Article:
By Simon Denyer and Rama Lakshmi
NEW DELHI — As he waited in the rain for India’s veteran anti-corruption crusader to emerge from jail, call-center employee Amit Bhardwaj was still troubled by the bribe he was forced to pay three months ago to get a birth certificate for his firstborn son.
“I hated it,” he said, miming how the official had greedily counted the notes, worth about $20, in full public view. “I had hatred for myself and for him. This was the first thing I did for my newborn son.”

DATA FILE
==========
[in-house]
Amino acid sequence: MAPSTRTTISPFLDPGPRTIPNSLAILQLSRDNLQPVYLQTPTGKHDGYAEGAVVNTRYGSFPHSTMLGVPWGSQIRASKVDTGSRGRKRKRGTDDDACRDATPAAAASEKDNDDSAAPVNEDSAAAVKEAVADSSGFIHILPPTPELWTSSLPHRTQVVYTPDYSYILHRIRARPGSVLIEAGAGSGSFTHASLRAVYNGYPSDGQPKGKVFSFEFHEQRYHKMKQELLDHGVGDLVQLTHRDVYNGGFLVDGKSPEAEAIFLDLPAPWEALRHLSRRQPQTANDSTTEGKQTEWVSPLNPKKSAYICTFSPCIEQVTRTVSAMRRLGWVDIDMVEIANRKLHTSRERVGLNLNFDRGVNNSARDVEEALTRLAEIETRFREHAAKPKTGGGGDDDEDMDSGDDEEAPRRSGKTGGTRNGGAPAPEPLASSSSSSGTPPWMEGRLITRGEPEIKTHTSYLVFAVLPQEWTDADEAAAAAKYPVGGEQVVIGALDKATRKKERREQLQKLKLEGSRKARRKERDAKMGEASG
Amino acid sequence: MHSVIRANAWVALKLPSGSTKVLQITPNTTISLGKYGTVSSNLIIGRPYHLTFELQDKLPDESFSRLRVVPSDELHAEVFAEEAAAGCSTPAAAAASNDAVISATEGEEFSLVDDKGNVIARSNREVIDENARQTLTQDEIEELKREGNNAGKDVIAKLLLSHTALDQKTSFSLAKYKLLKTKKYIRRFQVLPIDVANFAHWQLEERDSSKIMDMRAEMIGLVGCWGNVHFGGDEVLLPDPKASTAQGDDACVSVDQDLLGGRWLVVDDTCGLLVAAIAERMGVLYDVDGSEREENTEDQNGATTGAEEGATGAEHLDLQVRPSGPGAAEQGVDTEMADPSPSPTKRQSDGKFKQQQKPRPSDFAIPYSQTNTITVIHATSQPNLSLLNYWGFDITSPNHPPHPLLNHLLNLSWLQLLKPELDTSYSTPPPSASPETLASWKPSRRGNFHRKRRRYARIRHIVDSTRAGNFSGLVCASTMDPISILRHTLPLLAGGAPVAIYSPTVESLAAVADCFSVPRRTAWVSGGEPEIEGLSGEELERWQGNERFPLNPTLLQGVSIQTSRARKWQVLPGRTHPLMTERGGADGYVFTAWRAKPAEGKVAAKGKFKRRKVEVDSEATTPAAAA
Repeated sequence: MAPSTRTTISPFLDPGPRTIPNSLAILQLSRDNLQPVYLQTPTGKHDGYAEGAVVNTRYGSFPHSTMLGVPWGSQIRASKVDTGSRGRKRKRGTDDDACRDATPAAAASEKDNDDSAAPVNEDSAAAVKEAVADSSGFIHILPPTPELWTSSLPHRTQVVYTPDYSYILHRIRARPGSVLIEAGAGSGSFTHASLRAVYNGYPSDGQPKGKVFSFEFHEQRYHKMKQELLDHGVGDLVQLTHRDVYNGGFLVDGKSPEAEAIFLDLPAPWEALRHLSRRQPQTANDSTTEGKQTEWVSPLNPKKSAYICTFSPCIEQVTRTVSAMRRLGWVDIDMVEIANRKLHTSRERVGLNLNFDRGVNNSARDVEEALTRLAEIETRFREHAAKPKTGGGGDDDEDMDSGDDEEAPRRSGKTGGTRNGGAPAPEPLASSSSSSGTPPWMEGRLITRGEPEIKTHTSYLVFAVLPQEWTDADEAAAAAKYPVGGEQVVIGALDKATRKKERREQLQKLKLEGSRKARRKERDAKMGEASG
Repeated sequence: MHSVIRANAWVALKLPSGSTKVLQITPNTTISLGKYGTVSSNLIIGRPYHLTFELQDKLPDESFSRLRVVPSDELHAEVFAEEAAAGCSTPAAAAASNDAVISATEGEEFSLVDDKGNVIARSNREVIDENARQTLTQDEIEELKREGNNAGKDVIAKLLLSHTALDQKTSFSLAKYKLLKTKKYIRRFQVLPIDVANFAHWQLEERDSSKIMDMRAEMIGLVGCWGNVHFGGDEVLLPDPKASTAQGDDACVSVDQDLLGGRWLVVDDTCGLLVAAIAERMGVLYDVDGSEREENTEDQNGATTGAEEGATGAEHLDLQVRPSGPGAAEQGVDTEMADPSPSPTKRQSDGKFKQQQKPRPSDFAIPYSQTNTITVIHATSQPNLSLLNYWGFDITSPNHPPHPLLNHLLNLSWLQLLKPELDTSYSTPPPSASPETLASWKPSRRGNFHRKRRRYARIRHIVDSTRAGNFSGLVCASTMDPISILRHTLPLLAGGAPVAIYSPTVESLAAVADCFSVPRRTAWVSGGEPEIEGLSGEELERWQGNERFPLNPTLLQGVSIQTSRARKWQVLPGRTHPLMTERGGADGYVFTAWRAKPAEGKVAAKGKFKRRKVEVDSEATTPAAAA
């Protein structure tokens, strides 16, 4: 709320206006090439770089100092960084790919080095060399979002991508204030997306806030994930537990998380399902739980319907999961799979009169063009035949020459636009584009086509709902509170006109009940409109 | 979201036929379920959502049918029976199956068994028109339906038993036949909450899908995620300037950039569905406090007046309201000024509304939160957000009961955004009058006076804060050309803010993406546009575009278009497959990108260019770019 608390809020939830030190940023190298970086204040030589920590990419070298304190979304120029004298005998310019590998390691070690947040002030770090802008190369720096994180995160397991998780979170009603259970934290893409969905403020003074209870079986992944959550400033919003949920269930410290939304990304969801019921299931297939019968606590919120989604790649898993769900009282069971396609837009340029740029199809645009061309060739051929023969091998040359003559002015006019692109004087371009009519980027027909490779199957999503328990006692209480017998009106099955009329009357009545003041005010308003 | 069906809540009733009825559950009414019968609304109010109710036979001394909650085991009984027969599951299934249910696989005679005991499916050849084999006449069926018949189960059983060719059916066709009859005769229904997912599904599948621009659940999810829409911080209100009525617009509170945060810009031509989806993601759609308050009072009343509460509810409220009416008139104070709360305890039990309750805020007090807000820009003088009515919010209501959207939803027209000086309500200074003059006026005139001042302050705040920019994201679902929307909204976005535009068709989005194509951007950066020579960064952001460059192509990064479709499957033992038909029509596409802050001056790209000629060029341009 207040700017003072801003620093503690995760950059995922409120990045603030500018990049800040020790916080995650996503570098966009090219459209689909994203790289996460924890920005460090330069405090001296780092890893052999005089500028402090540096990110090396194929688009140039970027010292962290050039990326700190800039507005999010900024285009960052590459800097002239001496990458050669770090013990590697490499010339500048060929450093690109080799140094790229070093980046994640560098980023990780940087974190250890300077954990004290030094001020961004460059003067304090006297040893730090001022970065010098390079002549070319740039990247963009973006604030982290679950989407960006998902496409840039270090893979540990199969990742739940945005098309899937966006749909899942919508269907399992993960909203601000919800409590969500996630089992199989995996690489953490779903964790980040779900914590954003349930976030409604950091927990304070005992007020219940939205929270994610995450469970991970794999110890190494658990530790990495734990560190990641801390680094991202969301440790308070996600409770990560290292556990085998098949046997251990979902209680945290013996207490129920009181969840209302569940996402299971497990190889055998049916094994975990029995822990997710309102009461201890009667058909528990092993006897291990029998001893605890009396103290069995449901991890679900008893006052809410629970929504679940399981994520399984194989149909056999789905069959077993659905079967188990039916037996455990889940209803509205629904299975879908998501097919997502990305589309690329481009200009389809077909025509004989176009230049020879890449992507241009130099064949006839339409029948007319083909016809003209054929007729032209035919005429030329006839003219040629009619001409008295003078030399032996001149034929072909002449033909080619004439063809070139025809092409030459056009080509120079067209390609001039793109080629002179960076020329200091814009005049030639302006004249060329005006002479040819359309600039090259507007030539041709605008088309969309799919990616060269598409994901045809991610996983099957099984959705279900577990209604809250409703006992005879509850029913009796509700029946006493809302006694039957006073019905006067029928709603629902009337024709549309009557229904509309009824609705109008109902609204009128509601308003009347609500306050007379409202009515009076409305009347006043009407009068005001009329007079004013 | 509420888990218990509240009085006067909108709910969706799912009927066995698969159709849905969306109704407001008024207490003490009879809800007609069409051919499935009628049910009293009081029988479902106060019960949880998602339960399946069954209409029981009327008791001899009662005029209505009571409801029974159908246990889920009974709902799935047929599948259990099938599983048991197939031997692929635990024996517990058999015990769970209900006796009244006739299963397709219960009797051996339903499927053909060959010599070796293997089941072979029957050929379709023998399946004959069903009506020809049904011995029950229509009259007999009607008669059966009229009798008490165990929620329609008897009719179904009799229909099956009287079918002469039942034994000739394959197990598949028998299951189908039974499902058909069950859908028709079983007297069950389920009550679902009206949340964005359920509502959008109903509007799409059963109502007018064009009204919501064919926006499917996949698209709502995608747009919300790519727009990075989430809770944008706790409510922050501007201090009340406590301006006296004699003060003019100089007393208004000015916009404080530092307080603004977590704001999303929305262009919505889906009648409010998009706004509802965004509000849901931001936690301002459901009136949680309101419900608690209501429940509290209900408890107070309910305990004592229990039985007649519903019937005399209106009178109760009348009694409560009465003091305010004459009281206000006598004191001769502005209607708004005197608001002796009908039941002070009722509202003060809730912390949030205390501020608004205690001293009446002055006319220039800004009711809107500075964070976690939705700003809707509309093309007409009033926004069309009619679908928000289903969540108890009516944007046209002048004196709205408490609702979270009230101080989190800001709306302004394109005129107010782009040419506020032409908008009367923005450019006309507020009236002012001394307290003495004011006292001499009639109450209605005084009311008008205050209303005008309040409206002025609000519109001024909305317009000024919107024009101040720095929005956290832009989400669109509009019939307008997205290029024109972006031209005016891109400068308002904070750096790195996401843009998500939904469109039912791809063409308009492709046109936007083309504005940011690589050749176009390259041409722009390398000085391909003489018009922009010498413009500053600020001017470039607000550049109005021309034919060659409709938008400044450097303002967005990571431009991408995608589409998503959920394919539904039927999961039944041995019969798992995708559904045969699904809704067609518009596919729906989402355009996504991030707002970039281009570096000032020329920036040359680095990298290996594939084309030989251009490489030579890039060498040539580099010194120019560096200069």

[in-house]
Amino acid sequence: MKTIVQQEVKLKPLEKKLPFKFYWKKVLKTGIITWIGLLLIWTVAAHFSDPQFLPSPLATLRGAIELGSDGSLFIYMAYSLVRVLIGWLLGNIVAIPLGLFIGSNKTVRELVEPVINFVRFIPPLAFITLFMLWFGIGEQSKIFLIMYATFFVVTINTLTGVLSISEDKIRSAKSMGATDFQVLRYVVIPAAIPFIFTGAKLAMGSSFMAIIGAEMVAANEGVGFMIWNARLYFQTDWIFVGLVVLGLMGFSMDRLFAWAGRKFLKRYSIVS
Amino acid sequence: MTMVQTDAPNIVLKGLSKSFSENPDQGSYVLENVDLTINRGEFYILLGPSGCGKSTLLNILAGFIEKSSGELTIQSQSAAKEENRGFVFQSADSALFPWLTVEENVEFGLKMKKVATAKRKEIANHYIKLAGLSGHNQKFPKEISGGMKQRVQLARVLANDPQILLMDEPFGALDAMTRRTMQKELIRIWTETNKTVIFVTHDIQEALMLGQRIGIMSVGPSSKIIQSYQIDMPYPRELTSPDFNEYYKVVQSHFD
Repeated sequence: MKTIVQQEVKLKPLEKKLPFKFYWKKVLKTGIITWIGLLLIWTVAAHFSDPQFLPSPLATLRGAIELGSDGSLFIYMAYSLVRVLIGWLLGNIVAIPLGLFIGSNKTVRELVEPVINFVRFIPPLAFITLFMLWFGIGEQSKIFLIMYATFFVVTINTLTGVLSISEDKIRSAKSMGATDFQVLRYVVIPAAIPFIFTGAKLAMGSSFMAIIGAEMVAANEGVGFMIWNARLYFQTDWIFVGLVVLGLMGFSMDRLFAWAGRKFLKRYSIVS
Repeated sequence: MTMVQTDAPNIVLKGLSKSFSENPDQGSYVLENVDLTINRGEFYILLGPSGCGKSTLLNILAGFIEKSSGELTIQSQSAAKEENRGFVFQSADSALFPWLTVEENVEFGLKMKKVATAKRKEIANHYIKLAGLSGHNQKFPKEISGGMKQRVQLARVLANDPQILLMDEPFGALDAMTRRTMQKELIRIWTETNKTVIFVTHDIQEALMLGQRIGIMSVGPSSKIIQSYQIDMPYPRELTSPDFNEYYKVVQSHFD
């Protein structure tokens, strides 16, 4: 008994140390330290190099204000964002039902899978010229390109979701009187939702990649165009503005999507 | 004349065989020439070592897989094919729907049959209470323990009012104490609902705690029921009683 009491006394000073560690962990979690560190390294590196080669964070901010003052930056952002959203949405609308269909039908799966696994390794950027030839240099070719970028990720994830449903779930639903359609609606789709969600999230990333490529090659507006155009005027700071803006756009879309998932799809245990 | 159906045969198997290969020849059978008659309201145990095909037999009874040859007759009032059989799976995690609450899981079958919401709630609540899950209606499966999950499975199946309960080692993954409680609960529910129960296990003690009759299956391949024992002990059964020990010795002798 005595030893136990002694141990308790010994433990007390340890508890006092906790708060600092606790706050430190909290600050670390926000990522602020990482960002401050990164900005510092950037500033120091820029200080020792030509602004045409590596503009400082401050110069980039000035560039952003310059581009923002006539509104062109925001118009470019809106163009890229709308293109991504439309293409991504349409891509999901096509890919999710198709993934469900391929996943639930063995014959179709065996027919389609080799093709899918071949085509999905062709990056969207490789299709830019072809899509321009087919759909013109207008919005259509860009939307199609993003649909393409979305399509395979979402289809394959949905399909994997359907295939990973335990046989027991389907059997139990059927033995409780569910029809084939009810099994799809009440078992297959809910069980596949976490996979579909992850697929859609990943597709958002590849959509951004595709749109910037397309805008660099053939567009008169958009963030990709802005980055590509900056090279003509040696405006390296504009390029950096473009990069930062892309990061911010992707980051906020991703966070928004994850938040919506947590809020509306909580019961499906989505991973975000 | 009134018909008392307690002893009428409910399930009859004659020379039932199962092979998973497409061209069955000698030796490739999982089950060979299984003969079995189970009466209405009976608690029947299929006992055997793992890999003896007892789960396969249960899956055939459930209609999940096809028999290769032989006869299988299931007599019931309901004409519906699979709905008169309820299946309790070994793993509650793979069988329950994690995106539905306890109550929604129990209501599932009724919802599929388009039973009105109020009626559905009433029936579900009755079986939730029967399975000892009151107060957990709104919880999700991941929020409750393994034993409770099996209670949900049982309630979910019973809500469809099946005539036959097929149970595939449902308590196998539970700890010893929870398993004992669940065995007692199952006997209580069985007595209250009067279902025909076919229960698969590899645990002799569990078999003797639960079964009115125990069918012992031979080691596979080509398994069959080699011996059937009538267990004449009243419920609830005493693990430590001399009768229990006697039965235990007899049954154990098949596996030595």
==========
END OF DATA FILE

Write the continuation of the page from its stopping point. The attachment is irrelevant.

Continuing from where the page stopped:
Like millions of other Indians, Bhardwaj has found a degree of personal redemption by joining a national movement against corruption led by the unlikely figure of 74-year-old Anna Hazare. The peaceful movement has drawn in Indians of all ages and from all walks of life, but it marks the first time India’s new, urban middle class has put aside creature comforts and personal ambition and taken to the streets for a political cause.
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